Messina said there are still many myths about soy products, like that tofu increases the risk of breast cancer.
He said that today’s clinical research has shown otherwise.
“The scientific consensus has changed dramatically as the research has evolved. While in the 1990s animal research suggested soy could be harmful to women with a history of breast cancer, today’s human research – which is obviously much more meaningful – suggests it could be beneficial,” says Messina.
He recommends an intake of half a cup of tofu and soy products two to three times per week, especially for young girls.
“(Tofu is) inexpensive and incredibly versatile and widely available. Besides protein, it can be a good source of calcium and is rich in isoflavones,” Messina says.
“Although I am not equipped to forecast trends, there is no doubt that increasing numbers of Americans know what tofu is and have tried it. Certainly, the recent emphasis on consuming more plant protein shines a spotlight on foods like tofu … I think as people enjoy the new generation of soy burgers, they will be more likely to try the traditional soy foods.”
Tofu as a modern fine-dining item
At Mora, tofu is served in a modern way.
“It’s a different way of thinking of tofu,” Lau says.
The tasting menu is designed around textures. The dishes and ingredients change according to the seasons.
The current menu starts with the texture “Silken,” represented by a housemade velvet tofu paired with condiments like century egg and caviar and slippery cold noodles in chicken and soy milk broth,
Then it is followed by “Crisp,” (crispy tofu sheet salad), “Jade” (crispy chicken marinated in red tofu), “Dew” (a tofu stew) and “Ice” (a tofu crème brulée with soy sauce).
“A lot of people think of tofu as a sick people food and think it is quite bland,” says Lau. “But it can be incorporated anywhere.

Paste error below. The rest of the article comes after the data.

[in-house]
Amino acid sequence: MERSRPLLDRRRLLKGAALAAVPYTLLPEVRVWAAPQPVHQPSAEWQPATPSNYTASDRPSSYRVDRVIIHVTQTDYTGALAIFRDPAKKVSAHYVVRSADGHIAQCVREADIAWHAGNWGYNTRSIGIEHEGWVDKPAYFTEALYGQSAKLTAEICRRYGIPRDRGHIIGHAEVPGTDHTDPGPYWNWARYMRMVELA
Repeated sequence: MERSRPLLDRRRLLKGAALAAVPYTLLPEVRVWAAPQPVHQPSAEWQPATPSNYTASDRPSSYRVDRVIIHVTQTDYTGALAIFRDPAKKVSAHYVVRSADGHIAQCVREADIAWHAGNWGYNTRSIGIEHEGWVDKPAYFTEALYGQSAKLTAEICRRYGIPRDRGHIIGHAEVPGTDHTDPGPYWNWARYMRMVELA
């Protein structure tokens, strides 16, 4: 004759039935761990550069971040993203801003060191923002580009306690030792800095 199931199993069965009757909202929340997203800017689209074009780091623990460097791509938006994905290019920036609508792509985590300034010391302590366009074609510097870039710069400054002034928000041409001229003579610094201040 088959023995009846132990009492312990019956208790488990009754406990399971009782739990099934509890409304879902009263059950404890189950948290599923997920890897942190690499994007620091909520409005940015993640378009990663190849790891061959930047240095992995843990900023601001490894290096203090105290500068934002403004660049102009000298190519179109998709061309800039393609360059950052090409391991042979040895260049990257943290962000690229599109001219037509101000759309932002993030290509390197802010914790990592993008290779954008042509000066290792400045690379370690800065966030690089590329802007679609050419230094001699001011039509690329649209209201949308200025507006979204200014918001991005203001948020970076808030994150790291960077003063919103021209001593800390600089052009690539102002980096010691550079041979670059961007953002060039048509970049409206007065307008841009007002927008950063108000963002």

“When I think of a dish, it’s not just the protein itself – it is also about how you marinate it, what texture and temperature it is. There are many factors at play. We hope we’ll open up more minds to enjoy tofu protein in different ways.”
Mora’s stew of the day, for example, is a mapo tofu-inspired dish featuring lobsters and two types of tofu – silken tofu and frozen tofu.
“Frozen tofu is made by soaking normal tofu in water then freezing it. When it is defrosted, the water crystals in the holes evaporate. Then the tofu becomes a honeycomb-like sponge that absorbs all the flavor,” says Lau.
She is already dreaming about what to create next.
“There are a lot of things that I’m trying to make like a smoky tofu. Mushroom season is coming up so we could have a mushroom tofu stew. And I’m imagining for Christmas you’d want a hot cup of soy. What do you want to pair that with? Maybe a flan tart made of okara flour (soy pulp) to go with the soy.”
Top photo: Soy beans are used to create soy milk, from which tofu is made. Credit: Maggie Hiufu Wong/CNN
CNN’s Junko Ogura and Yuki Kurihara contributed to this feature.